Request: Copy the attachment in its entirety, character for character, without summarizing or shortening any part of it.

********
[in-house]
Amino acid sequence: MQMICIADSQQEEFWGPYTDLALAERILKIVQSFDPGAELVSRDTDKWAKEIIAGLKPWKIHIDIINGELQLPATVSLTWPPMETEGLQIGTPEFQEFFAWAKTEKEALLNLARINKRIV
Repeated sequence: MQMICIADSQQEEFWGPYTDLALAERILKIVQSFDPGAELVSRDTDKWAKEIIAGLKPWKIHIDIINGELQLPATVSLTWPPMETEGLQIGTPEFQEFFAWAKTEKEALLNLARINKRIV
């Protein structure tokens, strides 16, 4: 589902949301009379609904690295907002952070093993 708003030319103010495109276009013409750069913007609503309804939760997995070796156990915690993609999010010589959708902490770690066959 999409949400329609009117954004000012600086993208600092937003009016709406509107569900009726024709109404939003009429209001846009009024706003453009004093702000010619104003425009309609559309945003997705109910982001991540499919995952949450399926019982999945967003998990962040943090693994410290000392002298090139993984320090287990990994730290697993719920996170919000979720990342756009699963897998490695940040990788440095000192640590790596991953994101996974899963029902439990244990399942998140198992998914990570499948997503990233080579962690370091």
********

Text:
[in-house]
Amino acid sequence: MQMICIADSQQEEFWGPYTDLALAERILKIVQSFDPGAELVSRDTDKWAKEIIAGLKPWKIHIDIINGELQLPATVSLTWPPMETEGLQIGTPEFQEFFAWAKTEKEALLNLARINKRIV
Repeated sequence: MQMICIADSQQEEFWGPYTDLALAERILKIVQSFDPGAELVSRDTDKWAKEIIAGLKPWKIHIDIINGELQLPATVSLTWPPMETEGLQIGTPEFQEFFAWAKTEKEALLNLARINKRIV
């Protein structure tokens, strides 16, 4: 589902949301009379609904690295907002952070093993 708003030319103010495109276009013409750069913007609503309804939760997995070796156990915690993609999010010589959708902490770690066959 999409949400329609009117954004000012600086993208600092937003009016709406509107569900009726024709109404939003009429209001846009009024706003453009004093702000010619104003425009309609559309945003997705109910982001991540499919995952949450399926019982999945967003998990962040943090693994410290000392002298090139993984320090287990990994730290697993719920996170919000979720990342756009699963897998490695940040990788440095000192640590790596991953994101996974899963029902439990244990399942998140198992998914990570499948997503990233080579962690370091």